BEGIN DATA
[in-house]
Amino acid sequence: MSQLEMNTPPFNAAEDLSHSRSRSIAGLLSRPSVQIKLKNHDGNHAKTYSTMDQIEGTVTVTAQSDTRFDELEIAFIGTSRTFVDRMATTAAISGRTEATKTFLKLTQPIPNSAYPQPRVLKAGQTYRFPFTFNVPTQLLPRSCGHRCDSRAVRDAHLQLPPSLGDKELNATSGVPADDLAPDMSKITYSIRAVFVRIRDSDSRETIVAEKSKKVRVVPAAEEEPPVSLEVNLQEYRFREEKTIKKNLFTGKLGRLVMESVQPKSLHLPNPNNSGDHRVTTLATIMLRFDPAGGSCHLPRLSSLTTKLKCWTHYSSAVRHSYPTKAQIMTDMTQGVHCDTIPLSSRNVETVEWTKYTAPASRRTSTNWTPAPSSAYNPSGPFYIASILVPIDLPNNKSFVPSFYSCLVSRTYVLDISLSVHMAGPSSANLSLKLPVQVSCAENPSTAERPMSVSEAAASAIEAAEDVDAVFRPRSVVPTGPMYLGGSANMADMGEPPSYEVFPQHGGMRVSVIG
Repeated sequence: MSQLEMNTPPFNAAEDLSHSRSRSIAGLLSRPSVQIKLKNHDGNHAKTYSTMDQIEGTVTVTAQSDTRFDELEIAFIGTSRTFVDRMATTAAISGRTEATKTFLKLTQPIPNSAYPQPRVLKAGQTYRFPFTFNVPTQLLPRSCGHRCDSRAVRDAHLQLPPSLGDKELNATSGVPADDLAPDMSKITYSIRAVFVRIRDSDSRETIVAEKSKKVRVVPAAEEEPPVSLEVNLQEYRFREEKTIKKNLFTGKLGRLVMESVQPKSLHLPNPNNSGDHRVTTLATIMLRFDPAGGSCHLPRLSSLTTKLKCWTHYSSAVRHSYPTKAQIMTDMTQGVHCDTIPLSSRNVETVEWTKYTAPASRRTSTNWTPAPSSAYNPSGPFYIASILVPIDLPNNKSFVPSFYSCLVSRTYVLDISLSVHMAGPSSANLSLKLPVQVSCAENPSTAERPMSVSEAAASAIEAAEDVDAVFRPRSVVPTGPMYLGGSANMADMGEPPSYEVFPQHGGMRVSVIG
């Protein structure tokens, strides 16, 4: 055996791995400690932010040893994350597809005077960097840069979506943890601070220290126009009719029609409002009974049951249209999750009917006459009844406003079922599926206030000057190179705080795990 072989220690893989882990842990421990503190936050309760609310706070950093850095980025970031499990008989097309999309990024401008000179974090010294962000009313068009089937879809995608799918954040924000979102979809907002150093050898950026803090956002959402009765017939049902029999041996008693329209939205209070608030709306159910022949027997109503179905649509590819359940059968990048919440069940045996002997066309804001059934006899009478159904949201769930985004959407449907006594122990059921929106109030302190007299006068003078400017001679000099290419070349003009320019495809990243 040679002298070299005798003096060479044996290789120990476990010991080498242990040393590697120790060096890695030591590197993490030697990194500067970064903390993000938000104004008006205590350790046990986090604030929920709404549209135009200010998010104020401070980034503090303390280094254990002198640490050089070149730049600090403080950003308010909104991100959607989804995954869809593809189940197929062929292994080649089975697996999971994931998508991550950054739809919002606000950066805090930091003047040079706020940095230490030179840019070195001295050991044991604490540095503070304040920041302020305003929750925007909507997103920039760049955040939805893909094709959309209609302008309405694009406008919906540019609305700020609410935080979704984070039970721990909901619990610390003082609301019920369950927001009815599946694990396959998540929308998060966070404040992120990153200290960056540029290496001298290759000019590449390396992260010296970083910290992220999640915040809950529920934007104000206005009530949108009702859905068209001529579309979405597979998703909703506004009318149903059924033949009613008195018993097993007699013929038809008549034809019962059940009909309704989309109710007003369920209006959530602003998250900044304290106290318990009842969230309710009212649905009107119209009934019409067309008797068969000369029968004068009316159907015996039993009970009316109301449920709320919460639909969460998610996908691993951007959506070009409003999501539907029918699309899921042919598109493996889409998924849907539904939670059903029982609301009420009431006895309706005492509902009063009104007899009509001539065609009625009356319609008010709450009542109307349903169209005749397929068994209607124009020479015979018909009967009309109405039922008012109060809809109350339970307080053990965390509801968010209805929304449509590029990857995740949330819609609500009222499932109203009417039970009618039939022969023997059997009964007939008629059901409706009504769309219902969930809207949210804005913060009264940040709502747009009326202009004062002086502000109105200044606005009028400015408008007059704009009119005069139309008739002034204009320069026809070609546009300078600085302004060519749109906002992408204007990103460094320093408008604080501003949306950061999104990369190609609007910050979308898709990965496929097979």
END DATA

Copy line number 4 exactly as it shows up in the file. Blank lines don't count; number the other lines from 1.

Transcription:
């Protein structure tokens, strides 16, 4: 055996791995400690932010040893994350597809005077960097840069979506943890601070220290126009009719029609409002009974049951249209999750009917006459009844406003079922599926206030000057190179705080795990 072989220690893989882990842990421990503190936050309760609310706070950093850095980025970031499990008989097309999309990024401008000179974090010294962000009313068009089937879809995608799918954040924000979102979809907002150093050898950026803090956002959402009765017939049902029999041996008693329209939205209070608030709306159910022949027997109503179905649509590819359940059968990048919440069940045996002997066309804001059934006899009478159904949201769930985004959407449907006594122990059921929106109030302190007299006068003078400017001679000099290419070349003009320019495809990243 040679002298070299005798003096060479044996290789120990476990010991080498242990040393590697120790060096890695030591590197993490030697990194500067970064903390993000938000104004008006205590350790046990986090604030929920709404549209135009200010998010104020401070980034503090303390280094254990002198640490050089070149730049600090403080950003308010909104991100959607989804995954869809593809189940197929062929292994080649089975697996999971994931998508991550950054739809919002606000950066805090930091003047040079706020940095230490030179840019070195001295050991044991604490540095503070304040920041302020305003929750925007909507997103920039760049955040939805893909094709959309209609302008309405694009406008919906540019609305700020609410935080979704984070039970721990909901619990610390003082609301019920369950927001009815599946694990396959998540929308998060966070404040992120990153200290960056540029290496001298290759000019590449390396992260010296970083910290992220999640915040809950529920934007104000206005009530949108009702859905068209001529579309979405597979998703909703506004009318149903059924033949009613008195018993097993007699013929038809008549034809019962059940009909309704989309109710007003369920209006959530602003998250900044304290106290318990009842969230309710009212649905009107119209009934019409067309008797068969000369029968004068009316159907015996039993009970009316109301449920709320919460639909969460998610996908691993951007959506070009409003999501539907029918699309899921042919598109493996889409998924849907539904939670059903029982609301009420009431006895309706005492509902009063009104007899009509001539065609009625009356319609008010709450009542109307349903169209005749397929068994209607124009020479015979018909009967009309109405039922008012109060809809109350339970307080053990965390509801968010209805929304449509590029990857995740949330819609609500009222499932109203009417039970009618039939022969023997059997009964007939008629059901409706009504769309219902969930809207949210804005913060009264940040709502747009009326202009004062002086502000109105200044606005009028400015408008007059704009009119005069139309008739002034204009320069026809070609546009300078600085302004060519749109906002992408204007990103460094320093408008604080501003949306950061999104990369190609609007910050979308898709990965496929097979």